Rim and flame signs: postgadolinium MRI findings specific for non-CNS intramedullary spinal cord metastases.
AJNR Am J Neuroradiol. 2013 Apr;34(4):908-15
Authors: Rykken JB, Diehn FE, Hunt CH, Eckel LJ, Schwartz KM, Kaufmann TJ, Wald JT, Giannini C, Wood CP
BACKGROUND AND PURPOSE: No highly specific MR imaging features distinguishing ISCMs from primary cord masses have been described. Our purpose was to retrospectively compare peripheral enhancement features on postgadolinium MR imaging of ISCMs with primary intramedullary cord masses.
MATERIALS AND METHODS: A consecutive group of patients with firmly diagnosed ISCM (45 patients with 64 ISCMs) and a comparison group with consecutive pathologically proved primary intramedullary spinal cord masses (64 patients with 64 primary spinal cord masses: ependymoma, astrocytoma, hemangioblastoma, ganglioglioma, and cavernous malformation) were included. MR images were evaluated for 2 specific signs on postgadolinium images: a “rim” sign (more intense thin rim of peripheral enhancement around an enhancing lesion) and “flame” sign (ill-defined flame-shaped region of enhancement at the superior/inferior lesion margins). The frequency of rim and/or flame signs in ISCMs and primary cord masses was compared (?2 test). For ISCMs, the maximal dimension of the enhancing lesion was correlated with the presence of rim or flame signs (t test).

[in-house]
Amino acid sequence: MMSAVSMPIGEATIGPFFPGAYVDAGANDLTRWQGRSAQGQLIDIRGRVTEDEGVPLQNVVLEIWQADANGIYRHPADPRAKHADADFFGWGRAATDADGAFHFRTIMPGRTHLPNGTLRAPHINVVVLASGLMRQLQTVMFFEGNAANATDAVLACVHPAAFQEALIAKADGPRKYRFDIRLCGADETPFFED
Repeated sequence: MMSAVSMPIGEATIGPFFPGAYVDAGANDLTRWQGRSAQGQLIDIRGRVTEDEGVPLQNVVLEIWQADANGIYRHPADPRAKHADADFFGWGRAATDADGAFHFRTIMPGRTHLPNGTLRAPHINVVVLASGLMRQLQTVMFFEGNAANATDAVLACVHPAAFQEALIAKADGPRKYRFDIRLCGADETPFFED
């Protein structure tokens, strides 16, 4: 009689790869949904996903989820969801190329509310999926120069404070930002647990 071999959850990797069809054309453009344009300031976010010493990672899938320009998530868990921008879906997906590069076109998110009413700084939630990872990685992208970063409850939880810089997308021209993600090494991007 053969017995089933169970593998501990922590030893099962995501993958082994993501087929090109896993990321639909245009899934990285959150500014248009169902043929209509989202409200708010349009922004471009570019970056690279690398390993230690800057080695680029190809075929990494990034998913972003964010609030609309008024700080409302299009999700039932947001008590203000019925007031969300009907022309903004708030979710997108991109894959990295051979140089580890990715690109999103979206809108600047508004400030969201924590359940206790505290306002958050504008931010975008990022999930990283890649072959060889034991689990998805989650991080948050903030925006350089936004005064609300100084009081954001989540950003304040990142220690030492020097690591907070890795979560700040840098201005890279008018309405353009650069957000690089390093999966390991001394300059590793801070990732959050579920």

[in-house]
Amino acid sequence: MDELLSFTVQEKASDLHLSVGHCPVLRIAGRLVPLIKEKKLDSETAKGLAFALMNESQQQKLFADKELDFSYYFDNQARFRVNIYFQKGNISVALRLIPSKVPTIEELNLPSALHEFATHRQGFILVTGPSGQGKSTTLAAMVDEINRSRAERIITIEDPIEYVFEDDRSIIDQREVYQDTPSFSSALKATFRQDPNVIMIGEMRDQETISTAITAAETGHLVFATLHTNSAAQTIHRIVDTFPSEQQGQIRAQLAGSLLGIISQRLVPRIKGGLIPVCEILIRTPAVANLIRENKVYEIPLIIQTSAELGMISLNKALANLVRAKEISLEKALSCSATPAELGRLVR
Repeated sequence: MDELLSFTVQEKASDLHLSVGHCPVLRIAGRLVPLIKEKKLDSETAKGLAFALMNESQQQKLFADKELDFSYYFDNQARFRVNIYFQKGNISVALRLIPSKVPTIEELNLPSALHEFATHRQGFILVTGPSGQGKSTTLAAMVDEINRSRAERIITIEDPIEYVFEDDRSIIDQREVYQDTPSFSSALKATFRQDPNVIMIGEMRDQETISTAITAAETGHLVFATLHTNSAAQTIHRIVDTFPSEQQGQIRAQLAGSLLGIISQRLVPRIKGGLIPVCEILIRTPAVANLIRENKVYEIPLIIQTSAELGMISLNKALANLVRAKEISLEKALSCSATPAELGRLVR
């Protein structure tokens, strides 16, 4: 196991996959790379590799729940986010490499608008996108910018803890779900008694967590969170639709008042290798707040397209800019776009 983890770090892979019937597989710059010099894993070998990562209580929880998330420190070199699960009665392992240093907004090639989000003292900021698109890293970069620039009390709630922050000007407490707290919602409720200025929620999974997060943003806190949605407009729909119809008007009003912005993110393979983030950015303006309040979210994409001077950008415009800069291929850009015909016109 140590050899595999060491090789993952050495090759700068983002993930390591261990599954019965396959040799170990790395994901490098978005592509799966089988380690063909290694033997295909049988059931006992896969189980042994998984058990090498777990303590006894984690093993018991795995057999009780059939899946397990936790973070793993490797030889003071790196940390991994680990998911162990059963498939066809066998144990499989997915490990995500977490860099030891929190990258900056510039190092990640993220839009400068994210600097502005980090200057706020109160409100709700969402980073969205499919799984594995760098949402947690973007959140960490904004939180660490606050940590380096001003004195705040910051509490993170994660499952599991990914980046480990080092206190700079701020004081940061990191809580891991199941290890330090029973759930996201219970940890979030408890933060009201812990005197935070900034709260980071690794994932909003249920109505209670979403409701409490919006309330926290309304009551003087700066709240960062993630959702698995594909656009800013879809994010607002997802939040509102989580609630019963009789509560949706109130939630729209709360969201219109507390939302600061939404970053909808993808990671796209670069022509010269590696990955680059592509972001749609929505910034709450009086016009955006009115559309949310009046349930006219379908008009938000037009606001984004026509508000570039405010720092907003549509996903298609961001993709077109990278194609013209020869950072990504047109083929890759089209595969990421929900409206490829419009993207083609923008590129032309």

RESULTS: Rim and flame signs, alone and in combination, were seen more frequently in ISCMs than in primary cord masses (P<.0001 for each). Specificity and sensitivity, respectively, for diagnosing ISCMs among spinal cord masses on a per-patient basis were the following: rim sign, 97%, 47%; flame sign, 97%, 40%; at least 1 sign, 94%, 60%; and both signs concurrently, 100%, 27%. In the ISCM group, the presence of either a rim or flame sign correlated with a larger measured maximum enhancing lesion size (P=.0065 and P=.0012, respectively).
CONCLUSIONS: The rim and flame signs are common in and specific for ISCM and are rare in primary spinal cord masses.
PMID: 23079405 [PubMed – indexed for MEDLINE]